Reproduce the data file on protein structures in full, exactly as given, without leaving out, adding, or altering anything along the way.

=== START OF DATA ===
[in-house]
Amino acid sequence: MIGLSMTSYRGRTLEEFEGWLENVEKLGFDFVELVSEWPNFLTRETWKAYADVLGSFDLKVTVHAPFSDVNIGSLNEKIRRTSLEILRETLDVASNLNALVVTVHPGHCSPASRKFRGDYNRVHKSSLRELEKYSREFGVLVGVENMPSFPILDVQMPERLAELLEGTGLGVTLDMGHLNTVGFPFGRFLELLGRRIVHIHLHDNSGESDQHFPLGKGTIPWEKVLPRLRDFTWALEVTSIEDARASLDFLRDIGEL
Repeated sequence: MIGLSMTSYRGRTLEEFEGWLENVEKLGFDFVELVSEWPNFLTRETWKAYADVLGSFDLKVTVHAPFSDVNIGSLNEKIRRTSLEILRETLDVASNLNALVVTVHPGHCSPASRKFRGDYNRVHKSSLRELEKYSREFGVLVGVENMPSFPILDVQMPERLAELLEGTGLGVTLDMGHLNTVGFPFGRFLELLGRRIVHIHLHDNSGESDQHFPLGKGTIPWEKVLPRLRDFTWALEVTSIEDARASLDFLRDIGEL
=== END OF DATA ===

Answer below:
[in-house]
Amino acid sequence: MIGLSMTSYRGRTLEEFEGWLENVEKLGFDFVELVSEWPNFLTRETWKAYADVLGSFDLKVTVHAPFSDVNIGSLNEKIRRTSLEILRETLDVASNLNALVVTVHPGHCSPASRKFRGDYNRVHKSSLRELEKYSREFGVLVGVENMPSFPILDVQMPERLAELLEGTGLGVTLDMGHLNTVGFPFGRFLELLGRRIVHIHLHDNSGESDQHFPLGKGTIPWEKVLPRLRDFTWALEVTSIEDARASLDFLRDIGEL
Repeated sequence: MIGLSMTSYRGRTLEEFEGWLENVEKLGFDFVELVSEWPNFLTRETWKAYADVLGSFDLKVTVHAPFSDVNIGSLNEKIRRTSLEILRETLDVASNLNALVVTVHPGHCSPASRKFRGDYNRVHKSSLRELEKYSREFGVLVGVENMPSFPILDVQMPERLAELLEGTGLGVTLDMGHLNTVGFPFGRFLELLGRRIVHIHLHDNSGESDQHFPLGKGTIPWEKVLPRLRDFTWALEVTSIEDARASLDFLRDIGEL